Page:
Sabrina Harman
[U.S. military guard at Abu Ghraib Prison, Iraq, b. 1978, Lorton, Virginia, lives in Virginia.]

 On June 23 I saw my first dead body I took pictures! The other day I heard my first grenade go off. Fun! (To her father, June 23, 2003, written from Abu Ghraib Prison, Iraq) 

Dennis Stock
[Photographer, b. 1928, New York, d. 2010, Sarasota, Florida.]

 The similarity between Van Gogh, Haiku poetry, and good photography is the concern for mortality. That things are very fleeting, that there are people who are more sensitive to death than others. The threat of time is of great concern to them. And the camera is a very appropriate instrument for many. 

Susan Sontag
[Writer, theorist, and critic, b. 1933, New York, d. 2004, New York.]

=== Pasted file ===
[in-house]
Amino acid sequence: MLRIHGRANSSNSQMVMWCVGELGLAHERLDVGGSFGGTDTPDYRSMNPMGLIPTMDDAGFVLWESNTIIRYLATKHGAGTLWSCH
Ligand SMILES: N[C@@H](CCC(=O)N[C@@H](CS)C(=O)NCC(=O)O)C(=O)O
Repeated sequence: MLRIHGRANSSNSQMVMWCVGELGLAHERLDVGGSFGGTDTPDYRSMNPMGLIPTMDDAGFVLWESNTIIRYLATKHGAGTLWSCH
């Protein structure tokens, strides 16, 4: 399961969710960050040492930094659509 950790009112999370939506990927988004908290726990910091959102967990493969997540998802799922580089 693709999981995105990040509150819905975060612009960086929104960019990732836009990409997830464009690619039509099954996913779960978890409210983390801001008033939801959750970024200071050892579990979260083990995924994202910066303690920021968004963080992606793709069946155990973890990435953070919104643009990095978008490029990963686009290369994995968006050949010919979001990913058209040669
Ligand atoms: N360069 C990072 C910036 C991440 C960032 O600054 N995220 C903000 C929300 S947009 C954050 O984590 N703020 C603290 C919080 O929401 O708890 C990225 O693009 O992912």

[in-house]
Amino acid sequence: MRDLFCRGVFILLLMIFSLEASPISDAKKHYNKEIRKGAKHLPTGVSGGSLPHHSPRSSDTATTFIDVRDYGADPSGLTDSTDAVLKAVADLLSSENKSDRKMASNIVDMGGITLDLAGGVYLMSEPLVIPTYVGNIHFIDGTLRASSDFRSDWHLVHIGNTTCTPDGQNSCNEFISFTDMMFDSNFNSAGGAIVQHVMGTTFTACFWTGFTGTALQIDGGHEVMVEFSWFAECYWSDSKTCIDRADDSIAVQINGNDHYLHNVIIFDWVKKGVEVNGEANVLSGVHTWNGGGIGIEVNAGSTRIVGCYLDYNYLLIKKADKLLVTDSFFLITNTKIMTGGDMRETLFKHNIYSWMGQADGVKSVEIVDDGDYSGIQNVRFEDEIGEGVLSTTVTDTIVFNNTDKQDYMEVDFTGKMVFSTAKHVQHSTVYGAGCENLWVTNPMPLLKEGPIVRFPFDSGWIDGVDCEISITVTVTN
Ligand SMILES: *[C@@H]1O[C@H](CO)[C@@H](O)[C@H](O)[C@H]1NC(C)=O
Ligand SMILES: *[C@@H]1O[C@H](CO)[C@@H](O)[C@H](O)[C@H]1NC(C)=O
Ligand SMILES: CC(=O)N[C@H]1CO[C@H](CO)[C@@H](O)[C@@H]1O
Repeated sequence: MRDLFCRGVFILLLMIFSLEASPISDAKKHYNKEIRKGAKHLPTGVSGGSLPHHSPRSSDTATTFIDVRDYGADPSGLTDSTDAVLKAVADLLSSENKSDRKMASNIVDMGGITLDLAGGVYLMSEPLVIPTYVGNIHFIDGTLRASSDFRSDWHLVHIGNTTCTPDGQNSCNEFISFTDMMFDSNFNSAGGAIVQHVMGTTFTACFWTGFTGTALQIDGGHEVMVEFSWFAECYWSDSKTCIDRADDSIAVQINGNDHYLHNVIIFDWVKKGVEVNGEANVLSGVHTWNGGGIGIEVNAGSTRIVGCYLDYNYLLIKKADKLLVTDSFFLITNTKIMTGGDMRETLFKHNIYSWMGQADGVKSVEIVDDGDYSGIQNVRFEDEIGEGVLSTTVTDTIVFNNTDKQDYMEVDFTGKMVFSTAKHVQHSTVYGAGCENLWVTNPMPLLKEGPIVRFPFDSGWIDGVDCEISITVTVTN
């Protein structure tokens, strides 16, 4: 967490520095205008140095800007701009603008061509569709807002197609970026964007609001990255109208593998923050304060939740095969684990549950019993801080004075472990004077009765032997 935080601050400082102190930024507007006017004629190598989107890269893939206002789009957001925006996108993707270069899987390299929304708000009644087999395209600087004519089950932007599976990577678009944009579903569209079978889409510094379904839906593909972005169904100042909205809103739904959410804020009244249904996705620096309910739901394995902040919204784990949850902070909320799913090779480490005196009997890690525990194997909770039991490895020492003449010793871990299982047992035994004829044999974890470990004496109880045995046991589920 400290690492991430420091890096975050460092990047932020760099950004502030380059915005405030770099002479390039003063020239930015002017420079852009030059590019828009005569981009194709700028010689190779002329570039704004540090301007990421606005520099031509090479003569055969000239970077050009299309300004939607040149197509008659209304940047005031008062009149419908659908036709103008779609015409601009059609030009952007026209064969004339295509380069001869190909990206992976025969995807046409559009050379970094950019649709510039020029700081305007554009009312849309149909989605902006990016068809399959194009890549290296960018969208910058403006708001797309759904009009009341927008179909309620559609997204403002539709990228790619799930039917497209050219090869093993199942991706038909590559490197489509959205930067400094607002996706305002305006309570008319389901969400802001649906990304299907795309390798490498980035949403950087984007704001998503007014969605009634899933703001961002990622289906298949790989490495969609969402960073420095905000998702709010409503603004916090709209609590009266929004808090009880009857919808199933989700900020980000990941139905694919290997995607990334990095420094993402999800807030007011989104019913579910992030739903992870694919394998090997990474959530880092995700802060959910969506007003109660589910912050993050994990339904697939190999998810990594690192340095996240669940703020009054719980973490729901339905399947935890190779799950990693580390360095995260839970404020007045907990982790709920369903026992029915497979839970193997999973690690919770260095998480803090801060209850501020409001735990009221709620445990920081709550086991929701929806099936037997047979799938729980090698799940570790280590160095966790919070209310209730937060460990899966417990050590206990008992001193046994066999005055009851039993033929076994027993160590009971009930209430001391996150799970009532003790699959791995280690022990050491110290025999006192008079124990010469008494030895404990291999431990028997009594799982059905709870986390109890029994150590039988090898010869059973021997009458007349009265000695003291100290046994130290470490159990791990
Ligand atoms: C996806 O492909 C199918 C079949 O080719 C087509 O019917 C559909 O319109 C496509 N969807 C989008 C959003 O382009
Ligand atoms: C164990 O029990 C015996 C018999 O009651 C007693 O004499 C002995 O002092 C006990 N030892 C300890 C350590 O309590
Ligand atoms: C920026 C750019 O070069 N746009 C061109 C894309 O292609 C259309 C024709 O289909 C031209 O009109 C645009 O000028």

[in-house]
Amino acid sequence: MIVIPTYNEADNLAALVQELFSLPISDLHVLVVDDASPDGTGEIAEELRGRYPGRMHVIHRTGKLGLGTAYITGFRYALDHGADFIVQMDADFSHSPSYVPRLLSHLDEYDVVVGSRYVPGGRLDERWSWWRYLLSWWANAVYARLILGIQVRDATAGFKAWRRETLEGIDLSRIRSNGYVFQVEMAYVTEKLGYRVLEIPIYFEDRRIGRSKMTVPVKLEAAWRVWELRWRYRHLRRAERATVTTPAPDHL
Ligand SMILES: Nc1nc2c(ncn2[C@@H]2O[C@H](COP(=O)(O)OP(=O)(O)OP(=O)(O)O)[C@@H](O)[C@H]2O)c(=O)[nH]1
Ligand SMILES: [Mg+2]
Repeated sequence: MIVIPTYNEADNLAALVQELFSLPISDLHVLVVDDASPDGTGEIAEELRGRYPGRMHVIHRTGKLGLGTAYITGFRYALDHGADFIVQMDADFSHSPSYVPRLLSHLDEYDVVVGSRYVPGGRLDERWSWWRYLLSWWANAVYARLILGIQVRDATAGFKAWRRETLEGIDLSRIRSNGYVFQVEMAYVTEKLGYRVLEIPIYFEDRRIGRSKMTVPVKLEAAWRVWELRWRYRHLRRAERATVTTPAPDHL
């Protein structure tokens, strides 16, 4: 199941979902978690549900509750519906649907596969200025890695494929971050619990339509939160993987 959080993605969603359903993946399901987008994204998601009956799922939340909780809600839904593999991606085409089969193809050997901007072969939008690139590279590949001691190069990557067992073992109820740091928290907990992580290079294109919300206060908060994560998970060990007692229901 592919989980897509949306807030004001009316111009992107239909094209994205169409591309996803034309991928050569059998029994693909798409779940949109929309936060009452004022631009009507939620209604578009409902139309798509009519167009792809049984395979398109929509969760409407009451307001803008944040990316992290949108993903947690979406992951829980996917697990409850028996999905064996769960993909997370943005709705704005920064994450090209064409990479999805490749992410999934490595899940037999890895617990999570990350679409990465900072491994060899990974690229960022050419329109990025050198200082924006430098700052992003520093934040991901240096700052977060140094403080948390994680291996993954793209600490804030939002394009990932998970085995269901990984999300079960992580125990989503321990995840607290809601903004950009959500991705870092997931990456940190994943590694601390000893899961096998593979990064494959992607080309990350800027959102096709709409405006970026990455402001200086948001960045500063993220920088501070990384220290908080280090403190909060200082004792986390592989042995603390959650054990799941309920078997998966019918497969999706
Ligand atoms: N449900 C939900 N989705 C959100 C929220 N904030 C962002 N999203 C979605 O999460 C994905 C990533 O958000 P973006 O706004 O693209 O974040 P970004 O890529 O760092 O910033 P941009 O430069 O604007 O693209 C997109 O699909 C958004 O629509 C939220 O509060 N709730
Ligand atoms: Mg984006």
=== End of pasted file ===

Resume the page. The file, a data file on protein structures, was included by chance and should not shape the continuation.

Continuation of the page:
All photographs are memento mori. To take a photograph is to participate in another person’s (or thing’s) mortality, vulnerability, mutability. 

Allen Ginsberg
[Poet and writer, b. 1926, Newark, New Jersey, d. 1997, New York.]

 We are all exposed to the flash bulb of death. 

Ludwig Wittgenstein
[Philosopher, b. 1889, Vienna, Austria, d. 1951, Cambridge, England.]

 If, for example, you were to think more deeply about death, then it would be truly strange if, in so doing, you did not encounter new images... 

Corinne Day
[Photographer, b. 1962, Ealing, West London, d. 2010, Denham, England.]

 [My brain tumor] was like a bungee jump into hell, like falling and falling forever. It was terrifying, I gave Mark my camera, and told him, “Photograph everything.” 

Donald McCullin
[Photographer, b. 1935, Finsbury Park, London, lives in Somerset, England.]

 Sometimes it felt like I was carrying pieces of human flesh back home with me, not negatives. It’s as if you are carrying the suffering of the people you have photographed. 

John Updike
[Writer, b. 1932, Shillington, Pennsylvania, d. 2009, Boston, Massachusetts.]

 A photograph offers us a glimpse into the abyss of time. 
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